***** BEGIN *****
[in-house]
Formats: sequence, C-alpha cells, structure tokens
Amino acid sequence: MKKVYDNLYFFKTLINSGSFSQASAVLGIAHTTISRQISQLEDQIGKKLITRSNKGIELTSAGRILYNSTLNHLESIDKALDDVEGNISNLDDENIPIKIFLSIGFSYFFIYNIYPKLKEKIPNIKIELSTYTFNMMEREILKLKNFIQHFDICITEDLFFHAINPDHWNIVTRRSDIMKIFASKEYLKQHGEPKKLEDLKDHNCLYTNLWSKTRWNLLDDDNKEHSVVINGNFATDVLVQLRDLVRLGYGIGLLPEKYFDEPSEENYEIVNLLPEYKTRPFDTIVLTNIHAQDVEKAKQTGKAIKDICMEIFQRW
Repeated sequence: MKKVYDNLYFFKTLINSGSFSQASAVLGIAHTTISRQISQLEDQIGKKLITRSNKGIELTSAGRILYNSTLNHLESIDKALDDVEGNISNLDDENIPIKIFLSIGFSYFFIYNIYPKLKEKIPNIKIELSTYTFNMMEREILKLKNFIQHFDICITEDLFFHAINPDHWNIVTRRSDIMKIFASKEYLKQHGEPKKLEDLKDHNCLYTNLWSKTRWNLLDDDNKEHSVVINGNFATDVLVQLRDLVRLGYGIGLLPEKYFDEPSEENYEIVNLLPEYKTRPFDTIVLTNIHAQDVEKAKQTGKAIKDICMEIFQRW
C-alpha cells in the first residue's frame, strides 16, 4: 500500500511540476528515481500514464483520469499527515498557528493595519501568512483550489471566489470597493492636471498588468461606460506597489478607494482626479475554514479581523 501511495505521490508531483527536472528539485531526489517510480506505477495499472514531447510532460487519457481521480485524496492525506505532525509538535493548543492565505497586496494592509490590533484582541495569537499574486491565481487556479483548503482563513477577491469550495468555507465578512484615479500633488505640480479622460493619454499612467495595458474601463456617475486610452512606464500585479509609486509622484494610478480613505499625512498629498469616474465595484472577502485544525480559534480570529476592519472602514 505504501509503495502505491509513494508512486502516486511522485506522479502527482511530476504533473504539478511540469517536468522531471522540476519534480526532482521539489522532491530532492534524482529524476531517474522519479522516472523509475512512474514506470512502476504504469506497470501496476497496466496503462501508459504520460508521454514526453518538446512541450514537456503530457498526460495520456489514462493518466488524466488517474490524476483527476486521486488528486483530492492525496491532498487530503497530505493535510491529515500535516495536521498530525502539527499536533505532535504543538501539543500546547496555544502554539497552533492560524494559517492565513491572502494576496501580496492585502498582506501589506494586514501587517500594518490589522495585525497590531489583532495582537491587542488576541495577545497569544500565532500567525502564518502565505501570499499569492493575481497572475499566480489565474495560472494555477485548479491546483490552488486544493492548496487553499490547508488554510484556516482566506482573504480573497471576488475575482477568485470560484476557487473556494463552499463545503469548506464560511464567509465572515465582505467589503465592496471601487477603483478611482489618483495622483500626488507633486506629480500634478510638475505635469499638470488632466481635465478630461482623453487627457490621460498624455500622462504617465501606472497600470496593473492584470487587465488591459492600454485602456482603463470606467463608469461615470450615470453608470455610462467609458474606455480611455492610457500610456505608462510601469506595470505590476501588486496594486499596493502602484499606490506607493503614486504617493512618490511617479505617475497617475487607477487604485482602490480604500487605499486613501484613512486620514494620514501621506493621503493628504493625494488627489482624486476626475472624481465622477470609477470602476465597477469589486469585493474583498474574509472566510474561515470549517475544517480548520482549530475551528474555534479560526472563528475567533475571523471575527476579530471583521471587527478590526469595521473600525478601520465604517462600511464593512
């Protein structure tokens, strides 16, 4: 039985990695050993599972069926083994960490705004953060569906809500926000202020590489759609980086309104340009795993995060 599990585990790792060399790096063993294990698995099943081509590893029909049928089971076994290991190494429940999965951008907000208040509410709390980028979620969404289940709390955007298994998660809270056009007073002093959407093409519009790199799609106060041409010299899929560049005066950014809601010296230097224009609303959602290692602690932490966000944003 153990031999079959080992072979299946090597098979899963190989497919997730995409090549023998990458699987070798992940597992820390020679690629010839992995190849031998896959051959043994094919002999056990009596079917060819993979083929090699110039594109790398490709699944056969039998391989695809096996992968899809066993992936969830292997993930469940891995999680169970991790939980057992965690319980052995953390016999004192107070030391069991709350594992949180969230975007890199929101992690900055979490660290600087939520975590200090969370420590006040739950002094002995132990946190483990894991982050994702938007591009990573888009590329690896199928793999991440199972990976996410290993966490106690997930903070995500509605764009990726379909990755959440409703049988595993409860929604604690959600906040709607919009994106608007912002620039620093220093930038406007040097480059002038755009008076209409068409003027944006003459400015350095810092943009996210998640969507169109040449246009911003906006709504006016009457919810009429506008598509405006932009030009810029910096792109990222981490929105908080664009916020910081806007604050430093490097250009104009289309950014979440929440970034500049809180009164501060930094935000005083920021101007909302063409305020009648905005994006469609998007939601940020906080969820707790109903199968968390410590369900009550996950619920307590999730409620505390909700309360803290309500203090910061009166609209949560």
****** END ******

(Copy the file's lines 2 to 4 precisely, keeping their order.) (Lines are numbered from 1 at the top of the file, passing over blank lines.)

Formats: sequence, C-alpha cells, structure tokens
Amino acid sequence: MKKVYDNLYFFKTLINSGSFSQASAVLGIAHTTISRQISQLEDQIGKKLITRSNKGIELTSAGRILYNSTLNHLESIDKALDDVEGNISNLDDENIPIKIFLSIGFSYFFIYNIYPKLKEKIPNIKIELSTYTFNMMEREILKLKNFIQHFDICITEDLFFHAINPDHWNIVTRRSDIMKIFASKEYLKQHGEPKKLEDLKDHNCLYTNLWSKTRWNLLDDDNKEHSVVINGNFATDVLVQLRDLVRLGYGIGLLPEKYFDEPSEENYEIVNLLPEYKTRPFDTIVLTNIHAQDVEKAKQTGKAIKDICMEIFQRW
Repeated sequence: MKKVYDNLYFFKTLINSGSFSQASAVLGIAHTTISRQISQLEDQIGKKLITRSNKGIELTSAGRILYNSTLNHLESIDKALDDVEGNISNLDDENIPIKIFLSIGFSYFFIYNIYPKLKEKIPNIKIELSTYTFNMMEREILKLKNFIQHFDICITEDLFFHAINPDHWNIVTRRSDIMKIFASKEYLKQHGEPKKLEDLKDHNCLYTNLWSKTRWNLLDDDNKEHSVVINGNFATDVLVQLRDLVRLGYGIGLLPEKYFDEPSEENYEIVNLLPEYKTRPFDTIVLTNIHAQDVEKAKQTGKAIKDICMEIFQRW